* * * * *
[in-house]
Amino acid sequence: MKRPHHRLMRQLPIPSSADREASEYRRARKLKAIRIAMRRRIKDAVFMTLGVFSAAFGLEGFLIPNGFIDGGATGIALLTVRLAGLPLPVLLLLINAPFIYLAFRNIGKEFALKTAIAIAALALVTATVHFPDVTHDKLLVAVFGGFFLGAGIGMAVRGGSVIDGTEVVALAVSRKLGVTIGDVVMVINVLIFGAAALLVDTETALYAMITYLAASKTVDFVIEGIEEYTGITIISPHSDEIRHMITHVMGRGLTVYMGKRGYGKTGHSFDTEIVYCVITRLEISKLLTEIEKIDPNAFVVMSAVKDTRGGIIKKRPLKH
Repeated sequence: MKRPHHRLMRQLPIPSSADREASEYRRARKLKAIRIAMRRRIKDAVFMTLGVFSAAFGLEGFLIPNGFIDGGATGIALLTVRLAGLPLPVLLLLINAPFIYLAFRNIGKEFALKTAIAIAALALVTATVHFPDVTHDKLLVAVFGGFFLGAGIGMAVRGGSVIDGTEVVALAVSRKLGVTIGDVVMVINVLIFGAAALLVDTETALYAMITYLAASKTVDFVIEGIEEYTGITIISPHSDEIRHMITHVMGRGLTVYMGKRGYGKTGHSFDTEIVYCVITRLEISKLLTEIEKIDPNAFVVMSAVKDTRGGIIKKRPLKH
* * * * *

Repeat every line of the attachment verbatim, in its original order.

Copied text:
[in-house]
Amino acid sequence: MKRPHHRLMRQLPIPSSADREASEYRRARKLKAIRIAMRRRIKDAVFMTLGVFSAAFGLEGFLIPNGFIDGGATGIALLTVRLAGLPLPVLLLLINAPFIYLAFRNIGKEFALKTAIAIAALALVTATVHFPDVTHDKLLVAVFGGFFLGAGIGMAVRGGSVIDGTEVVALAVSRKLGVTIGDVVMVINVLIFGAAALLVDTETALYAMITYLAASKTVDFVIEGIEEYTGITIISPHSDEIRHMITHVMGRGLTVYMGKRGYGKTGHSFDTEIVYCVITRLEISKLLTEIEKIDPNAFVVMSAVKDTRGGIIKKRPLKH
Repeated sequence: MKRPHHRLMRQLPIPSSADREASEYRRARKLKAIRIAMRRRIKDAVFMTLGVFSAAFGLEGFLIPNGFIDGGATGIALLTVRLAGLPLPVLLLLINAPFIYLAFRNIGKEFALKTAIAIAALALVTATVHFPDVTHDKLLVAVFGGFFLGAGIGMAVRGGSVIDGTEVVALAVSRKLGVTIGDVVMVINVLIFGAAALLVDTETALYAMITYLAASKTVDFVIEGIEEYTGITIISPHSDEIRHMITHVMGRGLTVYMGKRGYGKTGHSFDTEIVYCVITRLEISKLLTEIEKIDPNAFVVMSAVKDTRGGIIKKRPLKH